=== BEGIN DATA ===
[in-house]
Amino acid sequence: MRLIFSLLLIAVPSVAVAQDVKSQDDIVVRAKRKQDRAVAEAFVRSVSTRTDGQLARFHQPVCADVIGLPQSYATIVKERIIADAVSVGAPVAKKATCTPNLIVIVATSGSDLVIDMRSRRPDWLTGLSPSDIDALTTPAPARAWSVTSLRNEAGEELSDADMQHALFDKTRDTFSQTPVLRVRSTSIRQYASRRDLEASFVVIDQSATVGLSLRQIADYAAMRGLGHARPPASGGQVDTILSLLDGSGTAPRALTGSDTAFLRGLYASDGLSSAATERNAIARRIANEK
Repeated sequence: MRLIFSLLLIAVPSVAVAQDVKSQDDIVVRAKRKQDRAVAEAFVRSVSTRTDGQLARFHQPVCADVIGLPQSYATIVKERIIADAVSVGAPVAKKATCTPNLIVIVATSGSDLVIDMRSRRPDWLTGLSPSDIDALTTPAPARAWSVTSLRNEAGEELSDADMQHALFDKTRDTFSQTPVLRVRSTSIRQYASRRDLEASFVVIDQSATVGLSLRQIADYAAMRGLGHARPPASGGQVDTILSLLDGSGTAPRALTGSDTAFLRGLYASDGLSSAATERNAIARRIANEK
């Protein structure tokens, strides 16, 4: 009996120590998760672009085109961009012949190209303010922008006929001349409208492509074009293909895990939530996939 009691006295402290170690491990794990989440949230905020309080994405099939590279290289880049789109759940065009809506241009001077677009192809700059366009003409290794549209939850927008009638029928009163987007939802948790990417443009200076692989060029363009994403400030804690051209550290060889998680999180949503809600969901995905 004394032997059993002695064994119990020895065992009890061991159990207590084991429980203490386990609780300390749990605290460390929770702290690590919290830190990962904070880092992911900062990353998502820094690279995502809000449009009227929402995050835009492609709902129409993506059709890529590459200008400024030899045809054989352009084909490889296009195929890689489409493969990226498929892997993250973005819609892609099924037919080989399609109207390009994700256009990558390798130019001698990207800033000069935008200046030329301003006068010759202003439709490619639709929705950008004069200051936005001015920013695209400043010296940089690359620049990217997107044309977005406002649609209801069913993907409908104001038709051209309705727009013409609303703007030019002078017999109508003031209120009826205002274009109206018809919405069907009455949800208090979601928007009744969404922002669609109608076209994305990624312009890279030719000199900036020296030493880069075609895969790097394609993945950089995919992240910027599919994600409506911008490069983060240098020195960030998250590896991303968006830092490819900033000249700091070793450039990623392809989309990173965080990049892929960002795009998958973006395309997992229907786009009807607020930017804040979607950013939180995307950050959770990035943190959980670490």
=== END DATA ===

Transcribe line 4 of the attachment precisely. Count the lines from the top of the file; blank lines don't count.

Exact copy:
């Protein structure tokens, strides 16, 4: 009996120590998760672009085109961009012949190209303010922008006929001349409208492509074009293909895990939530996939 009691006295402290170690491990794990989440949230905020309080994405099939590279290289880049789109759940065009809506241009001077677009192809700059366009003409290794549209939850927008009638029928009163987007939802948790990417443009200076692989060029363009994403400030804690051209550290060889998680999180949503809600969901995905 004394032997059993002695064994119990020895065992009890061991159990207590084991429980203490386990609780300390749990605290460390929770702290690590919290830190990962904070880092992911900062990353998502820094690279995502809000449009009227929402995050835009492609709902129409993506059709890529590459200008400024030899045809054989352009084909490889296009195929890689489409493969990226498929892997993250973005819609892609099924037919080989399609109207390009994700256009990558390798130019001698990207800033000069935008200046030329301003006068010759202003439709490619639709929705950008004069200051936005001015920013695209400043010296940089690359620049990217997107044309977005406002649609209801069913993907409908104001038709051209309705727009013409609303703007030019002078017999109508003031209120009826205002274009109206018809919405069907009455949800208090979601928007009744969404922002669609109608076209994305990624312009890279030719000199900036020296030493880069075609895969790097394609993945950089995919992240910027599919994600409506911008490069983060240098020195960030998250590896991303968006830092490819900033000249700091070793450039990623392809989309990173965080990049892929960002795009998958973006395309997992229907786009009807607020930017804040979607950013939180995307950050959770990035943190959980670490």